I’m currently working at my university. My job is to explore the possibilities of the so-called “micro VMs” and if they can be used in the studi-cloud as well as in the research-cloud at my university.
I worked about 10 hours on this, and I’m trying to get OSv running. But at this moment, I’m stuck with compiling! First, I tried to compile OSv itself. It’s written in C++, which requires me to install the latest gcc on my Debian machine, I’m testing this stuff on. Ha-ha! Debian, you know, has gcc from-before-the-war installed. Well, not the 4.2 but still the 4.7.2, which is not modern enough to compile the sources of OSv. It always crashes with a compiler error.
But, no problem here! I just pulled the pre-build binaries from the site! Then I
installed KVM and all required tools around it. I edited some configurations on
the OSv part and tried to start a VM with it. But no, not yet!
The problem is, that the Debian kernel has VHOST disabled. Whatever VHOSTs are,
it is a Kernel feature. So, I pulled the linux kernel git tree, checked out the
3.2 kernel (which Debian currently is running on) and copied the configuration
.config inside the kernel sources. I edited the
configuration (by hand, you can also do this with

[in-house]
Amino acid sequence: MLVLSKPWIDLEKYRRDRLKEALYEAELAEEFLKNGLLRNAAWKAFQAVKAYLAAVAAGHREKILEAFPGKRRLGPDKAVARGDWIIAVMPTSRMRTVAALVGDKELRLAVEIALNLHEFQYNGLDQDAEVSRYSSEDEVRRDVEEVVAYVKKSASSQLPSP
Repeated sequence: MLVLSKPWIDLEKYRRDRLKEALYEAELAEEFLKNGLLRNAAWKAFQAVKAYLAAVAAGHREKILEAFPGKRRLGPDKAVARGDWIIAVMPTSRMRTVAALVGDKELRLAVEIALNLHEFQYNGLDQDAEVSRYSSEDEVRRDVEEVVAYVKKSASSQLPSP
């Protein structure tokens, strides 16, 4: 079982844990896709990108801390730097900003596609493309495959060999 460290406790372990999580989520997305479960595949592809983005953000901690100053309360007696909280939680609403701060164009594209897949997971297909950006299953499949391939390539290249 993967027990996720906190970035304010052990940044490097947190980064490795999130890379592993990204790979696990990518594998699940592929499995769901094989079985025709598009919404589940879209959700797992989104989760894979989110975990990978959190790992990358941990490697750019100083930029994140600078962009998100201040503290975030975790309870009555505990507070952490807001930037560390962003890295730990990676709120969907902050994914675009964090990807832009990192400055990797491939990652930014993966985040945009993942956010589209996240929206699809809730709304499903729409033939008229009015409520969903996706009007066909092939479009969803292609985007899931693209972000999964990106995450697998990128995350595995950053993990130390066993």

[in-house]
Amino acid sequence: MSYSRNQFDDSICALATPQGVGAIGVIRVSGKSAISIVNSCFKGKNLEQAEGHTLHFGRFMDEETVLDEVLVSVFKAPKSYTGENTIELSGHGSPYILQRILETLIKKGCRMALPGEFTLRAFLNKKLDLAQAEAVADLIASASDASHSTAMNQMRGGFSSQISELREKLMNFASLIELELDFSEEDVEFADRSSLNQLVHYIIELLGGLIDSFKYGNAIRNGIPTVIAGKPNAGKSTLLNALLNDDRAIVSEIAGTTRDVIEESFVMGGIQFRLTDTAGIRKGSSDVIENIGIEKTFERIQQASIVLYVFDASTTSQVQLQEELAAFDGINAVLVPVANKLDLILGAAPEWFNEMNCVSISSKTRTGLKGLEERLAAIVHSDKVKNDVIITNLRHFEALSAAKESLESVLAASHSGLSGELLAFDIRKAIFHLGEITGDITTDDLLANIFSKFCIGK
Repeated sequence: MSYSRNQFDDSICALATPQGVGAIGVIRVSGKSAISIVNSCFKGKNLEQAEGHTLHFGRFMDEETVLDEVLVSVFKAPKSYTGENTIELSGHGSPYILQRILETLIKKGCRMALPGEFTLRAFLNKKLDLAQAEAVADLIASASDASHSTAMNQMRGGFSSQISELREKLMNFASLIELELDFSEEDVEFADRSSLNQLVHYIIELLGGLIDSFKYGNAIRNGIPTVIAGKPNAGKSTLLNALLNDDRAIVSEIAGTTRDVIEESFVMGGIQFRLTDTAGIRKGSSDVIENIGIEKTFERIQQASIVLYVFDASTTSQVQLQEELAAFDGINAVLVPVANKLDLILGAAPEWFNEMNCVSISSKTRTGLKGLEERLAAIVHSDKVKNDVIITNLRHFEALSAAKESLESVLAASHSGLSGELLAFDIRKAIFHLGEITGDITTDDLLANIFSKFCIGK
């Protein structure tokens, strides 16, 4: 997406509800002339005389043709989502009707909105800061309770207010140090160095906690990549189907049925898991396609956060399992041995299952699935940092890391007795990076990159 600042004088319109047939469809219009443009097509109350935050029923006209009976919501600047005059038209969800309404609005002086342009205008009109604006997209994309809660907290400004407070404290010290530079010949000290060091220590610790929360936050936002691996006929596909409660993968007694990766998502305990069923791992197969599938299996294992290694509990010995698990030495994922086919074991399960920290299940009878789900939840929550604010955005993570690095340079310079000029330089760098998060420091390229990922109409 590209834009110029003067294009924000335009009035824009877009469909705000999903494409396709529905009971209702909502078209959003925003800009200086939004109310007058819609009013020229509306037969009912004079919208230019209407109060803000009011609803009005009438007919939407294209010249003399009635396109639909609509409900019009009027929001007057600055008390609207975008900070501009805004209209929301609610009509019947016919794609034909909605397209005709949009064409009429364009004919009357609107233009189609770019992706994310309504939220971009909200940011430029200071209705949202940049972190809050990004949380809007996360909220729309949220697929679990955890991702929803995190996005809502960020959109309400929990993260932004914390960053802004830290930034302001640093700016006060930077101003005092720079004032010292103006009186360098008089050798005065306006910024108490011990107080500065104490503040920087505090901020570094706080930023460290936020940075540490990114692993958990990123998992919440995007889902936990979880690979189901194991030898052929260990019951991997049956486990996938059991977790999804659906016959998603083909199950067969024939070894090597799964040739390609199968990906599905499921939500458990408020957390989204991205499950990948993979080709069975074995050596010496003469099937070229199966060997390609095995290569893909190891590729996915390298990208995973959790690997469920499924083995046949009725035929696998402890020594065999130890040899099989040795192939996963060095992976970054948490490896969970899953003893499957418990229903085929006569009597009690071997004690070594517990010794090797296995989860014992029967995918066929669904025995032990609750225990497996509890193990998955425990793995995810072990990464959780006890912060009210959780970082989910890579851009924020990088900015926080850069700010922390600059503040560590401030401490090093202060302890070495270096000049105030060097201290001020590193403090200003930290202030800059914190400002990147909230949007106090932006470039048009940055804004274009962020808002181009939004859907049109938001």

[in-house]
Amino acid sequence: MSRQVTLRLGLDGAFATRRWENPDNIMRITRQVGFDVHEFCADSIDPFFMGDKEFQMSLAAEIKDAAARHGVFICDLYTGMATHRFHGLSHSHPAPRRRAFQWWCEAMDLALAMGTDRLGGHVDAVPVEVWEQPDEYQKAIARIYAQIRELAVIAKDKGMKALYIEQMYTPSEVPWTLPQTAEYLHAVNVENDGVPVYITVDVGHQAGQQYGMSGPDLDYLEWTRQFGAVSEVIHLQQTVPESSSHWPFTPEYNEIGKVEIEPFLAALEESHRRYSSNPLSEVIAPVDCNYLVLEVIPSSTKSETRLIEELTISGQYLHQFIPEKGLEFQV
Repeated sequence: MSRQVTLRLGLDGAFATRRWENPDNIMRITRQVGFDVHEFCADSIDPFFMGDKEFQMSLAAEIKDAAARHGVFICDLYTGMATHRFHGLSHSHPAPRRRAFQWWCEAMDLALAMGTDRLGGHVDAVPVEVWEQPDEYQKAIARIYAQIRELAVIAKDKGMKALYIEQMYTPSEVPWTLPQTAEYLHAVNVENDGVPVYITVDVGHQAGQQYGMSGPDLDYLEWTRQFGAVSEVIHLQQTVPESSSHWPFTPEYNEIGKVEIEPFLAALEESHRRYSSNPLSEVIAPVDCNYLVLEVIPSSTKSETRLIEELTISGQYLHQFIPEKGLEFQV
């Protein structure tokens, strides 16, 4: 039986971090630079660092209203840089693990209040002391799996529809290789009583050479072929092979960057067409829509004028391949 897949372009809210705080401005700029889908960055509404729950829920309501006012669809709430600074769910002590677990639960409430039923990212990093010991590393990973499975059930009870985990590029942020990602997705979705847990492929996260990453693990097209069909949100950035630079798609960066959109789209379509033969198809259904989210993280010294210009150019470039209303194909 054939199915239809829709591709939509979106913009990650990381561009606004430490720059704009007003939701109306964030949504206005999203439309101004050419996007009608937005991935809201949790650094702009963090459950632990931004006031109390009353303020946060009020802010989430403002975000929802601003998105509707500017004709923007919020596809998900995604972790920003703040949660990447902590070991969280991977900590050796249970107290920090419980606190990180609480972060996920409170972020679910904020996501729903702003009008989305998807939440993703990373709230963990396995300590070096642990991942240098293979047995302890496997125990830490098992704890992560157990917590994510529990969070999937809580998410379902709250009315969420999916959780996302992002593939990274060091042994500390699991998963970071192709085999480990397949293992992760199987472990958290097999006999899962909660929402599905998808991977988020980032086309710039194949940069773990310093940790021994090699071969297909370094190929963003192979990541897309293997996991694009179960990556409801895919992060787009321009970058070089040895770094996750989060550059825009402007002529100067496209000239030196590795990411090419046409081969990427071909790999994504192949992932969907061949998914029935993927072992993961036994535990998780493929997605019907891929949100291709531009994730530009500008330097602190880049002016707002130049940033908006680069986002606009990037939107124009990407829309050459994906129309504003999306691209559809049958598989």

make menuconfig) to enable
CONFIG_VHOST_NET by setting it to
y and started compiling it.
After that, I realized that there is another way to compile a kernel for Debian!
linux-source-3.2 and started
building the next kernel with
As I did all this via SSH on my testing machine, I’m not able to test if these
kernels work. The grub entries are already there, but not installed yet. On
monday, I will finish this setup and try these kernels.
But, what I wanted to say initialy, it really sucks that all this stuff is not
included in Debian. I mean, that there is not the newest gcc version, … I can
understand this! It’s all about stability and so on. But I cannot understand why
the kernel of a stable distribution, which is a good candidate for a server
distribution, does not support features a virtual machine, namingly the
Kernel Virtual Machine requires! This is really odd!
At least, the build process for a new kernel under Debian is straight-forward!
You just have to copy the configuration of the kernel which is currently
running, modifying the parts you want to change, and then build the kernel with
the appropriate commands. After that, there is a
.deb package, you can install
with your package manager. This also includes a update for the bootloaded and,
if the build process also built some modules, a package for the new modules is
provided, too! Really neat!